I’ve bought a DRV8302 board from AliExpress which I’ve got working in voltage mode. I want to try current mode and started looking into this. The picture is a bit confusing since this board seems to be implementing the shunt amplification twice:
3 Shunt resistors (5mOhm) are placed in the low-side path (between the low-side MOSFET and Ground)
-Shunt voltage Amplification takes place inside the DRV8301’s built-in dual-shunt-amp (Two possible gain ranges -10, 40(50mv/A or 400mv/A) programmable via a PIO on the chip. Only two phases are amplfied.
-Shunt voltage Amplifications ALSO takes place via on-board inverting op-amps, with fixed gain of 12 (60mv/A). This is 3 channel amp.
Both shunt amps rout amplified signal to the board header, where either may be used…
Does anyone know why the board designers saw it necissary to implemet the external (to the DRV8302 chip) shunt amps? Any thoughts on which works better?
Hey! I’ve used the DRV8302 board a few times in different projects. I always used the outputs from the discrete shunt amplifiers. I think the DRV8302 board pins are labeled Ia, Ib, and Ic. It’s worked very well for me with current sensing for torque control.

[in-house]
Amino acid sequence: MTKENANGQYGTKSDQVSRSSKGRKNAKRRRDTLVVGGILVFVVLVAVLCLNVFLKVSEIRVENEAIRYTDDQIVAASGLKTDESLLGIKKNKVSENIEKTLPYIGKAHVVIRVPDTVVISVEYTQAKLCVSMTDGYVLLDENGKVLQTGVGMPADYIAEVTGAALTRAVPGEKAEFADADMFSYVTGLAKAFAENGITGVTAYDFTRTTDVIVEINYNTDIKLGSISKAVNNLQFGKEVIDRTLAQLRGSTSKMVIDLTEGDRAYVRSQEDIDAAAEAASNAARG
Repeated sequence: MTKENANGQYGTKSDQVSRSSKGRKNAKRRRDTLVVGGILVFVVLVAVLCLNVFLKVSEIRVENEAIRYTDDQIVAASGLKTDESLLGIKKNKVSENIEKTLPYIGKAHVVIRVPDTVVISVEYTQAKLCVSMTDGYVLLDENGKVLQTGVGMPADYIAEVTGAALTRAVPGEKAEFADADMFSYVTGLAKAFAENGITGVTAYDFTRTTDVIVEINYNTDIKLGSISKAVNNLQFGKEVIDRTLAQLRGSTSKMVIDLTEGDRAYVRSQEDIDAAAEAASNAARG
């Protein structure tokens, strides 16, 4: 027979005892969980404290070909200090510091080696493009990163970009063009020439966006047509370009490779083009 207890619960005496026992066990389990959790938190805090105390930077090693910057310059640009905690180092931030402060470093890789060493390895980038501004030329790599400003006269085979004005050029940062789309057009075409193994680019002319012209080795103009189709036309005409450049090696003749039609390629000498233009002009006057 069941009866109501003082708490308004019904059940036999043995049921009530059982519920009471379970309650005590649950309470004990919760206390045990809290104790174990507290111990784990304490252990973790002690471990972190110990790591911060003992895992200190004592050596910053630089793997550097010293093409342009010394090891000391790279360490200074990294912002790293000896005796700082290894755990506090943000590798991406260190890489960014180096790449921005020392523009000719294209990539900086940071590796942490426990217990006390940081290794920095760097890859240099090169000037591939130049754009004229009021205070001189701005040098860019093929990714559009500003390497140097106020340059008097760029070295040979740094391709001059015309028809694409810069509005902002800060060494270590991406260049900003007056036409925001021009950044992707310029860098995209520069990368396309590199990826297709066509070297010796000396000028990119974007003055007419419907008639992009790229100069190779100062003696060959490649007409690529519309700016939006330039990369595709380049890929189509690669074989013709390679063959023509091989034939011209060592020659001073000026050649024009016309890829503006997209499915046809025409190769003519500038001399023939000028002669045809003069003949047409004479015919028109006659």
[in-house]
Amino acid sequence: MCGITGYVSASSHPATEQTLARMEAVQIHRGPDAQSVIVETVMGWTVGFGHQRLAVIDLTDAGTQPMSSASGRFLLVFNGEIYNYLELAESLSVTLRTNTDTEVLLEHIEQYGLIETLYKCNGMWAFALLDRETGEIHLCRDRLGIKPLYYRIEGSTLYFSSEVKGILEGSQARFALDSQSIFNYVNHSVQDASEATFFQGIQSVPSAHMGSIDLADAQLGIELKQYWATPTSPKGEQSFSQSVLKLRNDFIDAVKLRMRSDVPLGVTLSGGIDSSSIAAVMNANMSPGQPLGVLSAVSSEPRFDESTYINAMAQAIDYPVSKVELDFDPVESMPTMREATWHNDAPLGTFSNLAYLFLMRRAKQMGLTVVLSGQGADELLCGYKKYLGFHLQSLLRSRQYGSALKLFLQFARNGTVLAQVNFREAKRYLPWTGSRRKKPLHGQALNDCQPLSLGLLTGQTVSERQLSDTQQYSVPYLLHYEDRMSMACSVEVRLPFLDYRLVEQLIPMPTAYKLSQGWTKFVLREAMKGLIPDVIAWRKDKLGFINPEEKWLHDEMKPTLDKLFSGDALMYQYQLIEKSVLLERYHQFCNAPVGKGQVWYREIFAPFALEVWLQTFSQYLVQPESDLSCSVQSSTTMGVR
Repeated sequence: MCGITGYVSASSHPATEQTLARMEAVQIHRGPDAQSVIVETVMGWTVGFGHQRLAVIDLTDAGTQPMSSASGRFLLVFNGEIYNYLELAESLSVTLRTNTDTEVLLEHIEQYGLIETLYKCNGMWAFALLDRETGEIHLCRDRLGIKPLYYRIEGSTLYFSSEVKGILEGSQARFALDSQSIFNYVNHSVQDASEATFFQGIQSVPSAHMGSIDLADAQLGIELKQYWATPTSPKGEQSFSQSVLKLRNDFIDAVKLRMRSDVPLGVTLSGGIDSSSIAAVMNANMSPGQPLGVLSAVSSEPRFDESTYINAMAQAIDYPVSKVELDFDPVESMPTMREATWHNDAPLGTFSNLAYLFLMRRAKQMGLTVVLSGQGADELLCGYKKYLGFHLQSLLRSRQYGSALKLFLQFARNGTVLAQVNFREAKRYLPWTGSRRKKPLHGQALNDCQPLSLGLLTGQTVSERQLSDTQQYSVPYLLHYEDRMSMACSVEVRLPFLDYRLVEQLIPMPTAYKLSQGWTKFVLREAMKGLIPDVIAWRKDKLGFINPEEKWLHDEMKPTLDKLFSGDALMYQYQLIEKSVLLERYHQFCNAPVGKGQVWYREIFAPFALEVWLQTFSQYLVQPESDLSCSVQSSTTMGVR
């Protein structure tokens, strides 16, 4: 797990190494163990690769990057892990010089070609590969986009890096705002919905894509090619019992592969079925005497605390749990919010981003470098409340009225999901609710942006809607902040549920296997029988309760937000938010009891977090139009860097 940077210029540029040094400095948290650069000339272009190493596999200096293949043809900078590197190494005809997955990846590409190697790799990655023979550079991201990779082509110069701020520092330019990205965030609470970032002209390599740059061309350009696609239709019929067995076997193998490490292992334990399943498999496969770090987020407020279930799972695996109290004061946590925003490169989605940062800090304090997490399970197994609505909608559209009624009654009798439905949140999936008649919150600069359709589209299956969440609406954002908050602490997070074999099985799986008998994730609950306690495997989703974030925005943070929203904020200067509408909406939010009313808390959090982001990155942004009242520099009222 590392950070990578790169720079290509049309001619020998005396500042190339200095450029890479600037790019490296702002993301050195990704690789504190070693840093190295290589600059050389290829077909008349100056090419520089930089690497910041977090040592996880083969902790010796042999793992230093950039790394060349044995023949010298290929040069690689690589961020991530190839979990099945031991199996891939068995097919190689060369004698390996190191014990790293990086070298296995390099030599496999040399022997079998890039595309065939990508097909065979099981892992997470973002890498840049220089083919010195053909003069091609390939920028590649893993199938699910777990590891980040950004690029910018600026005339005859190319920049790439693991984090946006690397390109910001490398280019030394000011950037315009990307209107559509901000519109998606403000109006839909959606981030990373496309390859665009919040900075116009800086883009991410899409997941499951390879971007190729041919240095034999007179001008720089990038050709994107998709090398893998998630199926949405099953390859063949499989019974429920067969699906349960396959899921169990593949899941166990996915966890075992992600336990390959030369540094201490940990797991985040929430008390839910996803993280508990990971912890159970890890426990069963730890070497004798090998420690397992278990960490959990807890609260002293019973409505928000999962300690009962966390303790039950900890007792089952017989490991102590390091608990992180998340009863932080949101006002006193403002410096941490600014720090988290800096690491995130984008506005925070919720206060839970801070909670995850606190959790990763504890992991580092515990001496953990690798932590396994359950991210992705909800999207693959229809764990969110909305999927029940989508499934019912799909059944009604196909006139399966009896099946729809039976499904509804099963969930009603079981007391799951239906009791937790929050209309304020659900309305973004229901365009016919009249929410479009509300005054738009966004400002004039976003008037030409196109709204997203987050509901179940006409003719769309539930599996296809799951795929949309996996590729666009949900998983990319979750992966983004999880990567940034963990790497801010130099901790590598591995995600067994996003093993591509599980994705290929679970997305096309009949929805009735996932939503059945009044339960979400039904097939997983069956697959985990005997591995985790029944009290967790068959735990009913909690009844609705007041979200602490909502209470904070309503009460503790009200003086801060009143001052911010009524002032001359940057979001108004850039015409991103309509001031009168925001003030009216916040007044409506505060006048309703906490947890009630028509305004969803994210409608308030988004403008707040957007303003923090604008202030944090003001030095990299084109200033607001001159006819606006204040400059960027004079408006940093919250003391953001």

Header pins SO-1 and SO-2 are from the on-chip shunt amplifier. The DRV8302 has 2 built-in shunt amplifiers with programmable gain.
Header pins IOUA, IOUTB, and IOUTC from the on-board (3 channel) shunt amp (Both the on-chip and on-board shunt amps share the 5mohm resostors)
BEMF isignal s also available on BEMFA, BEMFB, and BEMFC header pins
I’ve confirmed from schematic and some preliminary testing that this is indeed the case. There are some differences on how the outputs look(the on-board shunt amps look cleaner and more “square”), likely the way that filtering is done is a bit different (I’ll post some scope traces later today).
Yes, agreed these outputs look alot better on the scope so I chose to use them (maybe the built-in shunt amps are flawed?). They seem to work welll in current-sense mode, thought I’m still tweaking the PID tuning.
Not really. If anything it might improve performance in terms of speed.
But in terms of accuracy, there are situations where 2 shunts aren’t enough to recover the currents, e.g. having only 2 shunts means you should keep the voltage limit below the PSU voltage to ensure the duty cycle never reaches 100%…